Because of the amount of money Martinez wants, the Rangers are not getting involved.
Is it the mental part of baseball that sets it apart from football and basketball, in the sense that players drafted can make a difference immediately in basketball and football, but in baseball the development takes a little longer?
-- Jake L., Houston
Baseball relies on a much higher degree of skill rather than athletic talent. Not that the other sports don't require skill, just not to the same degree as baseball. Certainly, there are great athletes in baseball, but Nelson Cruz is a perfect example of a tremendous athlete who has needed much time to hone his skills.
Do you believe that in some instances, Ron Washington is pulling Jason Jennings too early in relief for C.J. Wilson? It appears at times that Jennings is mowing them down, only to have C.J. come in and put runners on the bases.
-- JoJo S., Frisco, Texas
Right now Jennings is averaging 26 pitches per outing. That's at the upper end of the spectrum for a setup reliever. The Rangers don't want to push that for a guy who has had two elbow operations in two years. It keeps coming back to getting more innings out of the starters. Matt Harrison gave them seven on Monday, and they were able to mix and match O'Day and Wilson in the eighth.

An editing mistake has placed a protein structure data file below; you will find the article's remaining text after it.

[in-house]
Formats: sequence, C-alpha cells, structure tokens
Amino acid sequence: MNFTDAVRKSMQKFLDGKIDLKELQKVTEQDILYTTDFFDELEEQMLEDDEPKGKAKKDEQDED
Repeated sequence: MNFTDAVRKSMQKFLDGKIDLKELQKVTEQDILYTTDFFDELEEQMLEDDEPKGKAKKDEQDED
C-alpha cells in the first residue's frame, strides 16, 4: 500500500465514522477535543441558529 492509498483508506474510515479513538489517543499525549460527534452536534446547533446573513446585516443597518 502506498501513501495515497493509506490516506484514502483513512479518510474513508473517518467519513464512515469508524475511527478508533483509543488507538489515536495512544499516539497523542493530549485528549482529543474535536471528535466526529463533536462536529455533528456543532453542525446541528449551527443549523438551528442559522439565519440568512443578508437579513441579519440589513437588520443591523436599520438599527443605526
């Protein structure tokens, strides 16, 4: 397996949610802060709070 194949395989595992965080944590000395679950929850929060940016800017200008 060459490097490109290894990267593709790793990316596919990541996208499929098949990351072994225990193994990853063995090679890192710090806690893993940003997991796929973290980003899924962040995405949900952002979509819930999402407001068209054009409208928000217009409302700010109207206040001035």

Is it common in the Majors that most managers mix and match their lineups from day to day, the way Texas does? Or do other organizations play their bench guys sparingly?
-- Kyle C., Tyler, Texas
Cardinals manager Tony LaRussa has used 15 lineups in his first 18 games. The Yankees have used five cleanup hitters. Lineups -- despite all the tedious stories written in Spring Training -- are rarely the same for an extended period of time because of factors that include injuries, slumps, platoons and the need to get reserves the necessary amount of playing time to stay sharp.
Has David Murphy fully recovered from his injuries after bouncing off Pudge Rodriguez in that disastrous play at home plate last year?
-- Bob J., Tulsa
From Murphy himself: "No. It's nothing to keep me off the field, but it bothers me a little from time to time. It hasn't made me lose a step with speed, and it's not something that will get worse, but it does bother me from time to time, yes."
Two years ago our bullpen was one of the best. If we were ahead in the seventh or eighth inning, a win was almost certain. What happened to that bullpen?